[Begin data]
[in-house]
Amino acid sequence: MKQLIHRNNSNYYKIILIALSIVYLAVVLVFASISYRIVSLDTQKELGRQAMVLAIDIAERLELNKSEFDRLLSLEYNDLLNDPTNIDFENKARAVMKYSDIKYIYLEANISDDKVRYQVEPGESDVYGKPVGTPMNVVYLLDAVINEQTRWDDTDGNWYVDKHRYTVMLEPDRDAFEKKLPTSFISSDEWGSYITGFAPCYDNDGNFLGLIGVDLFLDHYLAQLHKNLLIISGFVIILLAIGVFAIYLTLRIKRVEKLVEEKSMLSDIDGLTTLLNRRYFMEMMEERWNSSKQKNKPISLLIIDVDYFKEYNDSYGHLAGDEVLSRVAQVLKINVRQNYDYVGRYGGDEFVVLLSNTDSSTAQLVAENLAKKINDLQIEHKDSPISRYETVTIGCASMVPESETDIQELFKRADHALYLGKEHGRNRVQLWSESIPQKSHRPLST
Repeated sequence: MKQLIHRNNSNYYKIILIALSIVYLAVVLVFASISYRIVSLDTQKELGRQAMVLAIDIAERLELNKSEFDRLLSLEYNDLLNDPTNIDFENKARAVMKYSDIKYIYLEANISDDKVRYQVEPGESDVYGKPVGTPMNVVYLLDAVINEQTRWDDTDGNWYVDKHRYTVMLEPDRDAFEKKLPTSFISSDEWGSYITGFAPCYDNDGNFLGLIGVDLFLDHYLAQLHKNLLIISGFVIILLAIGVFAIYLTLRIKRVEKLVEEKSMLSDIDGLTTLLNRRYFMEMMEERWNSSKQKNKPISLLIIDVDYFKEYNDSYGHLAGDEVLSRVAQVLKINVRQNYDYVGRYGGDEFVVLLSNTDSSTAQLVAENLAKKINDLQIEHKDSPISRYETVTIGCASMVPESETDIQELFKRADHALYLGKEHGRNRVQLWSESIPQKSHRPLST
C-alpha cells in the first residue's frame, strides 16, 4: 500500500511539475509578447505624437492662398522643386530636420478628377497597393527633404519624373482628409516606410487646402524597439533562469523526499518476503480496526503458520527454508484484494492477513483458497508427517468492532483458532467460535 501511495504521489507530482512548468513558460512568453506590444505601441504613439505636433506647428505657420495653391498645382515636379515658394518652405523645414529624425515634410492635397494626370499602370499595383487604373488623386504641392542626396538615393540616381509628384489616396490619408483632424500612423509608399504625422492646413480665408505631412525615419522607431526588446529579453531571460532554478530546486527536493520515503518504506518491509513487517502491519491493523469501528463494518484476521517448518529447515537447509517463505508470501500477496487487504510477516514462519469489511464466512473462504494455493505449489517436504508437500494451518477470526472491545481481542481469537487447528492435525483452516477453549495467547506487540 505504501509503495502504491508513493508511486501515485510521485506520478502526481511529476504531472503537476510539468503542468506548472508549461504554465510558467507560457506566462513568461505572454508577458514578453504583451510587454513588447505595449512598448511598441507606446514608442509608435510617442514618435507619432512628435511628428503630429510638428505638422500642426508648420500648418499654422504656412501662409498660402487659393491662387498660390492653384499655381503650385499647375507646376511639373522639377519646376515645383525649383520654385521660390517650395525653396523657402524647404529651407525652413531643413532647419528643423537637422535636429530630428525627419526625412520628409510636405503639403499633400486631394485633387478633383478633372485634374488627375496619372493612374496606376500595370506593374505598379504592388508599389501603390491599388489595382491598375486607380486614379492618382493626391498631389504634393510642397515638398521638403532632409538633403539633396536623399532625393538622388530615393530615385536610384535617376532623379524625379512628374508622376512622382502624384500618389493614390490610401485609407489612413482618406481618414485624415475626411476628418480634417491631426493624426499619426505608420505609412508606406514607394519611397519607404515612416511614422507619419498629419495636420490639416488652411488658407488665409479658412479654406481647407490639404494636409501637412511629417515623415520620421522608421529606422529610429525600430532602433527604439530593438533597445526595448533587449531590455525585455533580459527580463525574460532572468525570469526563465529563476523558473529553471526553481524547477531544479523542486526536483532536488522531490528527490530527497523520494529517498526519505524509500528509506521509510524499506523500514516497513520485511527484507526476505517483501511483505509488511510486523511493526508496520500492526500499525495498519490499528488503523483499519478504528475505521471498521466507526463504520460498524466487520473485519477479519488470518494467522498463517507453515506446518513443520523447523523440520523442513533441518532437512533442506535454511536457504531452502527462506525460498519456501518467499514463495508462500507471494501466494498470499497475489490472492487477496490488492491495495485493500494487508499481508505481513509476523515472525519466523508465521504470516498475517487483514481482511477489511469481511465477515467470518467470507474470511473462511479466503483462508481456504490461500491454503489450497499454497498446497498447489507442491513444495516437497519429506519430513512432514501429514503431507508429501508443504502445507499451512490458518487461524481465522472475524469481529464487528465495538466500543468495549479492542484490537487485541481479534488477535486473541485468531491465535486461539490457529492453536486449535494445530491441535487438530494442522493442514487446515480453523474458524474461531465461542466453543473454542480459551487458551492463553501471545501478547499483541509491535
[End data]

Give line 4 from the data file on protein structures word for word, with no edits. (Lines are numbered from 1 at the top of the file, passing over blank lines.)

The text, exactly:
C-alpha cells in the first residue's frame, strides 16, 4: 500500500511539475509578447505624437492662398522643386530636420478628377497597393527633404519624373482628409516606410487646402524597439533562469523526499518476503480496526503458520527454508484484494492477513483458497508427517468492532483458532467460535 501511495504521489507530482512548468513558460512568453506590444505601441504613439505636433506647428505657420495653391498645382515636379515658394518652405523645414529624425515634410492635397494626370499602370499595383487604373488623386504641392542626396538615393540616381509628384489616396490619408483632424500612423509608399504625422492646413480665408505631412525615419522607431526588446529579453531571460532554478530546486527536493520515503518504506518491509513487517502491519491493523469501528463494518484476521517448518529447515537447509517463505508470501500477496487487504510477516514462519469489511464466512473462504494455493505449489517436504508437500494451518477470526472491545481481542481469537487447528492435525483452516477453549495467547506487540 505504501509503495502504491508513493508511486501515485510521485506520478502526481511529476504531472503537476510539468503542468506548472508549461504554465510558467507560457506566462513568461505572454508577458514578453504583451510587454513588447505595449512598448511598441507606446514608442509608435510617442514618435507619432512628435511628428503630429510638428505638422500642426508648420500648418499654422504656412501662409498660402487659393491662387498660390492653384499655381503650385499647375507646376511639373522639377519646376515645383525649383520654385521660390517650395525653396523657402524647404529651407525652413531643413532647419528643423537637422535636429530630428525627419526625412520628409510636405503639403499633400486631394485633387478633383478633372485634374488627375496619372493612374496606376500595370506593374505598379504592388508599389501603390491599388489595382491598375486607380486614379492618382493626391498631389504634393510642397515638398521638403532632409538633403539633396536623399532625393538622388530615393530615385536610384535617376532623379524625379512628374508622376512622382502624384500618389493614390490610401485609407489612413482618406481618414485624415475626411476628418480634417491631426493624426499619426505608420505609412508606406514607394519611397519607404515612416511614422507619419498629419495636420490639416488652411488658407488665409479658412479654406481647407490639404494636409501637412511629417515623415520620421522608421529606422529610429525600430532602433527604439530593438533597445526595448533587449531590455525585455533580459527580463525574460532572468525570469526563465529563476523558473529553471526553481524547477531544479523542486526536483532536488522531490528527490530527497523520494529517498526519505524509500528509506521509510524499506523500514516497513520485511527484507526476505517483501511483505509488511510486523511493526508496520500492526500499525495498519490499528488503523483499519478504528475505521471498521466507526463504520460498524466487520473485519477479519488470518494467522498463517507453515506446518513443520523447523523440520523442513533441518532437512533442506535454511536457504531452502527462506525460498519456501518467499514463495508462500507471494501466494498470499497475489490472492487477496490488492491495495485493500494487508499481508505481513509476523515472525519466523508465521504470516498475517487483514481482511477489511469481511465477515467470518467470507474470511473462511479466503483462508481456504490461500491454503489450497499454497498446497498447489507442491513444495516437497519429506519430513512432514501429514503431507508429501508443504502445507499451512490458518487461524481465522472475524469481529464487528465495538466500543468495549479492542484490537487485541481479534488477535486473541485468531491465535486461539490457529492453536486449535494445530491441535487438530494442522493442514487446515480453523474458524474461531465461542466453543473454542480459551487458551492463553501471545501478547499483541509491535